My Creative Projects

What do you think of the back cover wording for “I Know You Like a Murder”?

You pick up a book called “I Know You Like a Murder”. You turn it over and read this: 

A narrator always gets to know the reader before spilling their deepest secret.

I am a murderer.

She was just a silly nothing of a girl until I made her rise to fame. A pennything.

So, reader: sit down, cozy up. I’d offer a cup of tea, but you may worry it’s poisoned, and you may be correct.

But I can’t just tell you how she died. That’s too easy. Too quick. Buckle up: you’re in for a villainous monologue.

Would you read it? Would you buy it? Or would you set it back on the shelf? I’ll be sending the final wording to a cover designer soon, so I’d love your thoughts.

If you’d like to continue reading, fyi: patrons will be getting an excerpt of the book posted this week! Plus, the first 20 patrons are receiving a printed Cast of Characters in the mail. Sign up as a patron for that and more goodies in the future!

for the Bookworms, for the Writers

The Problem with Free E-books

 Free E-books. It’s quite a wonderful concept that a debut author makes an e-book available for free in order to pique a reader’s interest and gain readership. At least that’s what I used to think. Then I read about 20 free e-books – some not-so-good and some quality. I still hated it.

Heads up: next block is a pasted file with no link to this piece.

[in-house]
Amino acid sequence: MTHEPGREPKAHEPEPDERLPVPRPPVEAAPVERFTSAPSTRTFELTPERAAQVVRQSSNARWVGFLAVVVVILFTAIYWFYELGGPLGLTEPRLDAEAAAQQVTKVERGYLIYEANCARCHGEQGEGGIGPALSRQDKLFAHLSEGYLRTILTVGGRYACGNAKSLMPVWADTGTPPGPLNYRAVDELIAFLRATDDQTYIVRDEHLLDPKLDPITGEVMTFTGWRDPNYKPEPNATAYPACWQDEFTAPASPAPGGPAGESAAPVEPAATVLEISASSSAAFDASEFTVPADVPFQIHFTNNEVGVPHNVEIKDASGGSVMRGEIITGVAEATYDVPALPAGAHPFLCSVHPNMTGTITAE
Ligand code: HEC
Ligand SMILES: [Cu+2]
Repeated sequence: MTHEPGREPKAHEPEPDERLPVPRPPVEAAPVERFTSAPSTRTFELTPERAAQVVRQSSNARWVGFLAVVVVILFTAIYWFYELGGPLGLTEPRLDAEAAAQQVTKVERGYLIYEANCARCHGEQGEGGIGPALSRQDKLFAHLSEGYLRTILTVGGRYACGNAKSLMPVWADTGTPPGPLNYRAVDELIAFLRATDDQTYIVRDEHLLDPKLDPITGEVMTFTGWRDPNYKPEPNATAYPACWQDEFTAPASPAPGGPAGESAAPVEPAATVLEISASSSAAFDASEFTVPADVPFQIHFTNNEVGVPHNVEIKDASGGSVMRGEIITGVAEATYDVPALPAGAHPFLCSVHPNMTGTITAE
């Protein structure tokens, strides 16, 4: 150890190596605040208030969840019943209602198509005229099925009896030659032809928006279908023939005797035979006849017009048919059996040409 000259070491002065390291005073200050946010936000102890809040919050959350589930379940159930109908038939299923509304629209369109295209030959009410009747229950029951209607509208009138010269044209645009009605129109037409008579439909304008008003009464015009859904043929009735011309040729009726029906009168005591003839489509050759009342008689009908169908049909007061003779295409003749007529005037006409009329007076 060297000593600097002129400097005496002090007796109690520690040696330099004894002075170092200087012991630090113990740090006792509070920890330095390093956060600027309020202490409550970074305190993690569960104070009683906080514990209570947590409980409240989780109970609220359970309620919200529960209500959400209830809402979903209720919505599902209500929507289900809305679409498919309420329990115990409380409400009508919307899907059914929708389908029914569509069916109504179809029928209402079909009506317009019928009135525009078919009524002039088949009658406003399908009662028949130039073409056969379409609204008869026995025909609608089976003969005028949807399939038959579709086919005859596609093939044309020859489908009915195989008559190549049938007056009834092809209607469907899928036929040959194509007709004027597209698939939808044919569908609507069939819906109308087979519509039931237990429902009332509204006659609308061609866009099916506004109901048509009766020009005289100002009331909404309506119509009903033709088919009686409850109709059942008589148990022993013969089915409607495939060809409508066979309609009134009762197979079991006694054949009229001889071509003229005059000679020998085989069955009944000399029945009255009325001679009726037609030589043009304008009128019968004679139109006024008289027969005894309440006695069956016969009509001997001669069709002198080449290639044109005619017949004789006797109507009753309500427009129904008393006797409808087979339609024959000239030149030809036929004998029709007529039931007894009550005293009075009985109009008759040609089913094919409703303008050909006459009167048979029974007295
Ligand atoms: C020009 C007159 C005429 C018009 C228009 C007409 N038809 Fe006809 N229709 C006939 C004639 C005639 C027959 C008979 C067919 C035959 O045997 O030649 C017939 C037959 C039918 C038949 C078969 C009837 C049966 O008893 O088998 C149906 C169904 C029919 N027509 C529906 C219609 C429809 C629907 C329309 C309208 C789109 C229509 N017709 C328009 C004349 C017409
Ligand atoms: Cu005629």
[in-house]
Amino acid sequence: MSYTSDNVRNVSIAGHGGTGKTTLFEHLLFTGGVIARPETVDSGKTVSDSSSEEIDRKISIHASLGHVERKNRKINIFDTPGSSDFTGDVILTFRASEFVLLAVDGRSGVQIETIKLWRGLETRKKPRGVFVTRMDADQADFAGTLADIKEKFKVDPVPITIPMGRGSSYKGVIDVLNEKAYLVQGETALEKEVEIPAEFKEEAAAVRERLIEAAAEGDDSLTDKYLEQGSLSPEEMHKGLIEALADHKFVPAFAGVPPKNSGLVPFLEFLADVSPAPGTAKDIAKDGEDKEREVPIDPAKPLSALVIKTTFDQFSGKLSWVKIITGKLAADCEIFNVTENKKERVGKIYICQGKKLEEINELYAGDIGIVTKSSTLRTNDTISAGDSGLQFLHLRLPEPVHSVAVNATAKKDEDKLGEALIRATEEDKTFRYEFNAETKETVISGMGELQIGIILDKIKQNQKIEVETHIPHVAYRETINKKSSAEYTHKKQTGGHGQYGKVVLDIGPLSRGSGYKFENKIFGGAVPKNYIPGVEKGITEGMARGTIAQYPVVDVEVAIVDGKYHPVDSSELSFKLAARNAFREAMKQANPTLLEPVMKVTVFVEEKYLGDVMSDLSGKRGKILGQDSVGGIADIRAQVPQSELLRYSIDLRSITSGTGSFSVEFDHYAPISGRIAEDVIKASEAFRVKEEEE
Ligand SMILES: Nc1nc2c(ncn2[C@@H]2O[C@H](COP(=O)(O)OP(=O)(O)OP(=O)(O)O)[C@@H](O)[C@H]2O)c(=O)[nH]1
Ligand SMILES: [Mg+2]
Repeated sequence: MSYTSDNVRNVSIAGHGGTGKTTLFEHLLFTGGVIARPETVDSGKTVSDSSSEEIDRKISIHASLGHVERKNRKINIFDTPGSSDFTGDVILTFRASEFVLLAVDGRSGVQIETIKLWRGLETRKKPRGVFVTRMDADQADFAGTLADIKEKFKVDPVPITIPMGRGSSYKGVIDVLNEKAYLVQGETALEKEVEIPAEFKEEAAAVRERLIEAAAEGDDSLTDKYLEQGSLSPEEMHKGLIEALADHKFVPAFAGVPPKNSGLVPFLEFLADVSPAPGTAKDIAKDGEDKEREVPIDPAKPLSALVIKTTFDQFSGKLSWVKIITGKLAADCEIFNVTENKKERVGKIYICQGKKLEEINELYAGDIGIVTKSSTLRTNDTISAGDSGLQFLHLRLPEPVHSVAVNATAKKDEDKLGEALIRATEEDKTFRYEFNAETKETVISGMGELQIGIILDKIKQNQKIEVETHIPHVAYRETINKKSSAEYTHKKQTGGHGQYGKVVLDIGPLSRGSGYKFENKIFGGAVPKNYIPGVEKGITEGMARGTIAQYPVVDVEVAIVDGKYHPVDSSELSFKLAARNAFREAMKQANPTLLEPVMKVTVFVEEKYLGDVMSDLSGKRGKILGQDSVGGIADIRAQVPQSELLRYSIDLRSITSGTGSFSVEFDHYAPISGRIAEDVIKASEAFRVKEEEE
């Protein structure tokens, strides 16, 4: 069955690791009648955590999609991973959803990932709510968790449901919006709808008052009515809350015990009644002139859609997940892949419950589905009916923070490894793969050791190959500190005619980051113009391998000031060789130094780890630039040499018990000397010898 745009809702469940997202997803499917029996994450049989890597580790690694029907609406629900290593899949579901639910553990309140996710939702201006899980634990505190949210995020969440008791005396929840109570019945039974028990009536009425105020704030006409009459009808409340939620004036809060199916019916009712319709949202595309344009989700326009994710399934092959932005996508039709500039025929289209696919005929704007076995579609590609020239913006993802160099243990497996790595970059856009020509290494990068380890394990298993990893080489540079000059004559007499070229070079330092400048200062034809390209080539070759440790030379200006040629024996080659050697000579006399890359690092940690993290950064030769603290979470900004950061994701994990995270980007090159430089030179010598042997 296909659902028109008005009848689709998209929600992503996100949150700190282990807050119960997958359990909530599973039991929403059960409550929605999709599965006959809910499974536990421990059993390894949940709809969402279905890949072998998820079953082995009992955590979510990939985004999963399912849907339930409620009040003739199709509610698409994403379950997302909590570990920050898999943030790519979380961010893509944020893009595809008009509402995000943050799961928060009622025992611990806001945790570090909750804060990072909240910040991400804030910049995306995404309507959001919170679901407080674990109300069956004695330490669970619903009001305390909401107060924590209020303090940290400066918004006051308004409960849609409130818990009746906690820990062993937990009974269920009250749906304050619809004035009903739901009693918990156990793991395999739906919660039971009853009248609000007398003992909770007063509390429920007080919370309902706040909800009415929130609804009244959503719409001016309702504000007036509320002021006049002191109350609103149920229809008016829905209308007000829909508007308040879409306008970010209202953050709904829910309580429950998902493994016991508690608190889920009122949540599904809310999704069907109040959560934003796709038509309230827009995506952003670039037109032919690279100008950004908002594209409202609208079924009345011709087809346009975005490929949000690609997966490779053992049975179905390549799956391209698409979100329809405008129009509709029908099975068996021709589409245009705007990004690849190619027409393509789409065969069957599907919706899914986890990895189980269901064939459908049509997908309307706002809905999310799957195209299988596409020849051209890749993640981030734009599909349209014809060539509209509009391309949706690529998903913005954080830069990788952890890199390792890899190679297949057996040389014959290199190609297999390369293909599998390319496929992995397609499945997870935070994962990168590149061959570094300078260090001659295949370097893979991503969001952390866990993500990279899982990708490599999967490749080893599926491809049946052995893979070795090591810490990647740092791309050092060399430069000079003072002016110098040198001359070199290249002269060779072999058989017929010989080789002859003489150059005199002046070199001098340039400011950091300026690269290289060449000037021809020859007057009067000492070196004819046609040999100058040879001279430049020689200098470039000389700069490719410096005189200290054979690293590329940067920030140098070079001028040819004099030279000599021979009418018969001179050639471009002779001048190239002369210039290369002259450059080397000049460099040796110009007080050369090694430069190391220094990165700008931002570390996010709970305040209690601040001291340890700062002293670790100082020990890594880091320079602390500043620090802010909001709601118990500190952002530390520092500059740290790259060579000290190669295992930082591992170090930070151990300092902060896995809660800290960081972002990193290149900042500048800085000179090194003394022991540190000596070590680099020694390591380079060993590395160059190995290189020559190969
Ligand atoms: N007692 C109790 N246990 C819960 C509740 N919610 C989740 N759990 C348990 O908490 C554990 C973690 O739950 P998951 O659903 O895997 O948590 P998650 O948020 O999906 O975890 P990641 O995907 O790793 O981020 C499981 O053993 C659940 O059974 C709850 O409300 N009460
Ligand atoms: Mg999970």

The Problem

The author needs money for their work, I get that. The author needs to leave the reader hanging at the last sentence of the first book, so the reader feels the need to purchase the second. And so the story builds to the climax – and then ends. No grand finale. No resolution. Just the cliffhanger. The second book presumably leads to the conclusion the reader awaits. Think the style of “Inkspell” or “Catching Fire” ending abruptly in the climactic moment, then “Inkdeath” and “Mockingjay” respectively concluding the story. The difference here being that this free e-book is likely the first story read from that author. We as readers are still evaluating the author, on if he/she is trusted with our emotions and worthy of our time. And to suddenly be dropped at such a moment, I lose confidence. Because it’s one thing to write a great beginning and a great middle. The mark of a great author though, is a great resolution. So I’m wary to spend my money in hopes of a great resolution when I don’t know the author yet.

My Solution

And that’s my dilemma with free e-books. As a writer, I don’t want to do that to readers. But I also think that a free e-book is great marketing if I can convince readers to purchase that my writing is worth their money. In a hypothetical future, I could see myself potentially publishing a free e-book short story to lead into a purchasable novel. But asking a reader to invest in a full-length novel with no resolution is personally devastating. I also would consider the first book in a series, complete with a resolution, as a free e-book – and then including a sneak-peek into the second at the end that leaves the reader hanging. But I think there needs to be a resolution for the reader’s first introduction to an author.